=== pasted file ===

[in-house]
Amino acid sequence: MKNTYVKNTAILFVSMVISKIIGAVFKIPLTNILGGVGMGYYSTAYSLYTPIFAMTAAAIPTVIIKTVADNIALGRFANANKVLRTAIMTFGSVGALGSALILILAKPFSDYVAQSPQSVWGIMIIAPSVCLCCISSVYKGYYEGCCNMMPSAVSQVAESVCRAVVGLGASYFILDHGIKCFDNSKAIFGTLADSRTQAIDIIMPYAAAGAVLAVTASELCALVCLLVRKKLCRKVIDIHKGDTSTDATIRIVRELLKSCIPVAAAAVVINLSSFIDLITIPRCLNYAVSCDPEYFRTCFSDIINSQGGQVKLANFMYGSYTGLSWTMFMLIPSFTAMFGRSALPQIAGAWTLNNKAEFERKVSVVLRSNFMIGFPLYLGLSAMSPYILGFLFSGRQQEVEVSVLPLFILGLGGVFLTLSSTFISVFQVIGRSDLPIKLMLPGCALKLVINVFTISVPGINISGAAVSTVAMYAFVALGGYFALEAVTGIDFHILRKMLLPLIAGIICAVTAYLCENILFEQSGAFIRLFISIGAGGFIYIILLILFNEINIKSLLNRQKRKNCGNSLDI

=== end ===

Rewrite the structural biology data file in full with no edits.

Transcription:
[in-house]
Amino acid sequence: MKNTYVKNTAILFVSMVISKIIGAVFKIPLTNILGGVGMGYYSTAYSLYTPIFAMTAAAIPTVIIKTVADNIALGRFANANKVLRTAIMTFGSVGALGSALILILAKPFSDYVAQSPQSVWGIMIIAPSVCLCCISSVYKGYYEGCCNMMPSAVSQVAESVCRAVVGLGASYFILDHGIKCFDNSKAIFGTLADSRTQAIDIIMPYAAAGAVLAVTASELCALVCLLVRKKLCRKVIDIHKGDTSTDATIRIVRELLKSCIPVAAAAVVINLSSFIDLITIPRCLNYAVSCDPEYFRTCFSDIINSQGGQVKLANFMYGSYTGLSWTMFMLIPSFTAMFGRSALPQIAGAWTLNNKAEFERKVSVVLRSNFMIGFPLYLGLSAMSPYILGFLFSGRQQEVEVSVLPLFILGLGGVFLTLSSTFISVFQVIGRSDLPIKLMLPGCALKLVINVFTISVPGINISGAAVSTVAMYAFVALGGYFALEAVTGIDFHILRKMLLPLIAGIICAVTAYLCENILFEQSGAFIRLFISIGAGGFIYIILLILFNEINIKSLLNRQKRKNCGNSLDI